16. So we as a society have categorized weight into "underweight," "healthy," and "overweight." We assume there is an interval of weight that is healthier, in and of itself, than weight above or below it.


    However, what I'm left wondering is; how do we distinguish the effects of weight itself from the high cholesterol that often happens to; but does not always; correlate with it?


    I was once underweight. I tried to put on the weight by eating a lot of fatty foods; ones that happened to be especially high, however, in saturated fats. That left me with high cholesterol while I was still underweight. It stands to reason that one can be overweight with low cholesterol. Americans also eat a lot of foods high in saturated fat, so it stands to reason the overweight Americans will be more likely to have high cholesterol. So how, then, do they know that the "weight" is what's causing their health problems, and not, you know, the cholesterol that tends to go with it?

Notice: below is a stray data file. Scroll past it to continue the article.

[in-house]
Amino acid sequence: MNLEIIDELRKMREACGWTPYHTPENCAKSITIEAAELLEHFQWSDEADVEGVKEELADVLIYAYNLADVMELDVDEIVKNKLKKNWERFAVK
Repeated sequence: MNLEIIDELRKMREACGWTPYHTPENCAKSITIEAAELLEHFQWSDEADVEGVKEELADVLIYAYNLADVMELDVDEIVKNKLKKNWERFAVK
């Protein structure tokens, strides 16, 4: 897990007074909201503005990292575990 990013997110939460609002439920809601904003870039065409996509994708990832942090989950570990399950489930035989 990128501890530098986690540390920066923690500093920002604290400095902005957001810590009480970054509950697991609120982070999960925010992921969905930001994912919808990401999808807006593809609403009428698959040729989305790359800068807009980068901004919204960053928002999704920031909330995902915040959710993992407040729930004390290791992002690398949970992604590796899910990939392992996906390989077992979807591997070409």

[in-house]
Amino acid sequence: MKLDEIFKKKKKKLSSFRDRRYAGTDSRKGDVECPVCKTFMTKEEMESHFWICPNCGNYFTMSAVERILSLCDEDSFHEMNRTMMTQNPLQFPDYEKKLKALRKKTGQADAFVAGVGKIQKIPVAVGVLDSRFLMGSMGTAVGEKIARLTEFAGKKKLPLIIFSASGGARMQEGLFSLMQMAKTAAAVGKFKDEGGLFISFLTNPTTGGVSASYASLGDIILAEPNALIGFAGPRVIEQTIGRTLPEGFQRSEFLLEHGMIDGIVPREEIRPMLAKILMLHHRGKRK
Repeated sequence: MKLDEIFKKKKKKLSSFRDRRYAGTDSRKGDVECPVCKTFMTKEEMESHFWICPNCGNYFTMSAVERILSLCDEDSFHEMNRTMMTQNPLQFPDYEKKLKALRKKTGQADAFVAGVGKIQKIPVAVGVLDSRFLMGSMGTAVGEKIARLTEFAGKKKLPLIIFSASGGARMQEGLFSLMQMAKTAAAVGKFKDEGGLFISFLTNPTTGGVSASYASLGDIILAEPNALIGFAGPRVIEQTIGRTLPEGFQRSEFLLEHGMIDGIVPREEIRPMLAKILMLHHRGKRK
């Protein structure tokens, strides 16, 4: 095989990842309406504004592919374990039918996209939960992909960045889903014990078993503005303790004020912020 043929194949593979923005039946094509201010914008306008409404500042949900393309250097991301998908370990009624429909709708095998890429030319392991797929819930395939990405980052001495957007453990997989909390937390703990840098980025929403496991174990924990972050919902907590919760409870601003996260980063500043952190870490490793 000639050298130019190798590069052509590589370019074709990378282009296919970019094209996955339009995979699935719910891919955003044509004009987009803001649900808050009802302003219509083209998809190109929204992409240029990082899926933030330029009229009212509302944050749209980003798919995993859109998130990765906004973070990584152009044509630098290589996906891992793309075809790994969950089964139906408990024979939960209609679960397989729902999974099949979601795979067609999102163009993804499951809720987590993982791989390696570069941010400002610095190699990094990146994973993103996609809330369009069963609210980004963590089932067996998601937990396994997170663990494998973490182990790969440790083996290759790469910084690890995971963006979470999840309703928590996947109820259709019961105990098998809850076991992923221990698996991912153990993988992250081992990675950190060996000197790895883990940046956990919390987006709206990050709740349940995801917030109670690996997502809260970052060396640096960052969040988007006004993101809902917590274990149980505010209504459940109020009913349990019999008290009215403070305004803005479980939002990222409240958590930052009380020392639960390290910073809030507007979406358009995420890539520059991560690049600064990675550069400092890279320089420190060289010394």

Have there been any studies on people who became overweight by, let's say, overeating avocado? Overeating peanuts? Overeating fish? Or any other such foods that are low in saturated fat and high in unsaturated fat?

  17. Time and time again, some part of the world's forests are on fire. I've discussed in this thread the notion of a network of water pipes above the forest, and I've been told it's unfeasible. I'm not sure if that has changed, but in the meantime, I intend to focus on the other options.


    A. Would increased logging of temperate forests significantly reduce the amount of combustible material in the long run? I've heard it temporarily increases it before decreasing it; why is that? (I would assume they'd find use for the wood, if not by incentivizing paper use as an alternative to other materials, then by incentivizing )